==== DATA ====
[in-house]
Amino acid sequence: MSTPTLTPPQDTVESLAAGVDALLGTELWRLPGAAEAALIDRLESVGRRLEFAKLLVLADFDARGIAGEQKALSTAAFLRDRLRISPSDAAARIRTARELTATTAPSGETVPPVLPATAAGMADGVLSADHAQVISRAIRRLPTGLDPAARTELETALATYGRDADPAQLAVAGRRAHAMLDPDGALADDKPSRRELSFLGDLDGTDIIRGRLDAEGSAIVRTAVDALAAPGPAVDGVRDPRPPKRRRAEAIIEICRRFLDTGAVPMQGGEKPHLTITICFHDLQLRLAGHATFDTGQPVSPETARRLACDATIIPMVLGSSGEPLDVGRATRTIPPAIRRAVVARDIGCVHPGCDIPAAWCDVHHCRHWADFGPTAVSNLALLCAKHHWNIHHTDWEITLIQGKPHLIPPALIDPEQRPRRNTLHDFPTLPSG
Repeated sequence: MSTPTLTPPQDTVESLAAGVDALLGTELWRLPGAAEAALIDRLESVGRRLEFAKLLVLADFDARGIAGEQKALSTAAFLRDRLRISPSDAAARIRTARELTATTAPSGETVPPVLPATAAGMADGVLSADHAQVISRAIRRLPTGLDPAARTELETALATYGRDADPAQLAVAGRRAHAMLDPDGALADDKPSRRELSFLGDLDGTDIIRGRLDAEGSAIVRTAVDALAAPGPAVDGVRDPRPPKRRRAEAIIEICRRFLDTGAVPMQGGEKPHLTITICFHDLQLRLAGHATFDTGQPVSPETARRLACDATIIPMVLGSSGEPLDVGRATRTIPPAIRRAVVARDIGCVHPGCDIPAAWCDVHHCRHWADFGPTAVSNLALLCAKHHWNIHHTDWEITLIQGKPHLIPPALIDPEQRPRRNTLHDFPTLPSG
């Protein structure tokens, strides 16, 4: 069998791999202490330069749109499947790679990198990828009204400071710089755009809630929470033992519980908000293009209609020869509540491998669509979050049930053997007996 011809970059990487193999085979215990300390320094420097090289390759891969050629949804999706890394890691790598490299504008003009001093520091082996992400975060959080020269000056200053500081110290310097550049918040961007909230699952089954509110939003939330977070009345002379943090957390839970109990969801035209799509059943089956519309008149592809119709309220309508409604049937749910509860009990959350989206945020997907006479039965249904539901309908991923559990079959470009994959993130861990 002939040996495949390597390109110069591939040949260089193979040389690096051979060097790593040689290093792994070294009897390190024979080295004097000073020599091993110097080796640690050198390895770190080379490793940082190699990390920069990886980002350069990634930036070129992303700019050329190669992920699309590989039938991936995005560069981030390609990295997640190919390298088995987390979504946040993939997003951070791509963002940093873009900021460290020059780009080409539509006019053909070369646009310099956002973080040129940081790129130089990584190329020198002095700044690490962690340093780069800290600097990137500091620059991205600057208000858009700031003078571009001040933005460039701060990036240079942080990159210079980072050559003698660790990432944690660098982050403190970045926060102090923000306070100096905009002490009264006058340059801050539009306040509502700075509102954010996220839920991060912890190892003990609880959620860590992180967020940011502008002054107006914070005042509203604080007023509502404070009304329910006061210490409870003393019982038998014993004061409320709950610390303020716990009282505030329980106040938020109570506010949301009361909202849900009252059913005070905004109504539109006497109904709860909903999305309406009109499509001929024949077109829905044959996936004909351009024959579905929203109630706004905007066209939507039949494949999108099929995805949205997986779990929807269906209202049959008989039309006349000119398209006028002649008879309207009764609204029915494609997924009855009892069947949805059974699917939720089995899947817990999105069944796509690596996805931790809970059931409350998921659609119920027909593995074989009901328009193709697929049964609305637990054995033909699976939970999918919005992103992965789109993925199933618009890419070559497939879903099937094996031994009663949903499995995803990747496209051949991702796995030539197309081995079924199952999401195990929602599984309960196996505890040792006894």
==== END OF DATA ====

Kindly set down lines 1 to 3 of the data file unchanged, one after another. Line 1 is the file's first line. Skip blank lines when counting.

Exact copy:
[in-house]
Amino acid sequence: MSTPTLTPPQDTVESLAAGVDALLGTELWRLPGAAEAALIDRLESVGRRLEFAKLLVLADFDARGIAGEQKALSTAAFLRDRLRISPSDAAARIRTARELTATTAPSGETVPPVLPATAAGMADGVLSADHAQVISRAIRRLPTGLDPAARTELETALATYGRDADPAQLAVAGRRAHAMLDPDGALADDKPSRRELSFLGDLDGTDIIRGRLDAEGSAIVRTAVDALAAPGPAVDGVRDPRPPKRRRAEAIIEICRRFLDTGAVPMQGGEKPHLTITICFHDLQLRLAGHATFDTGQPVSPETARRLACDATIIPMVLGSSGEPLDVGRATRTIPPAIRRAVVARDIGCVHPGCDIPAAWCDVHHCRHWADFGPTAVSNLALLCAKHHWNIHHTDWEITLIQGKPHLIPPALIDPEQRPRRNTLHDFPTLPSG
Repeated sequence: MSTPTLTPPQDTVESLAAGVDALLGTELWRLPGAAEAALIDRLESVGRRLEFAKLLVLADFDARGIAGEQKALSTAAFLRDRLRISPSDAAARIRTARELTATTAPSGETVPPVLPATAAGMADGVLSADHAQVISRAIRRLPTGLDPAARTELETALATYGRDADPAQLAVAGRRAHAMLDPDGALADDKPSRRELSFLGDLDGTDIIRGRLDAEGSAIVRTAVDALAAPGPAVDGVRDPRPPKRRRAEAIIEICRRFLDTGAVPMQGGEKPHLTITICFHDLQLRLAGHATFDTGQPVSPETARRLACDATIIPMVLGSSGEPLDVGRATRTIPPAIRRAVVARDIGCVHPGCDIPAAWCDVHHCRHWADFGPTAVSNLALLCAKHHWNIHHTDWEITLIQGKPHLIPPALIDPEQRPRRNTLHDFPTLPSG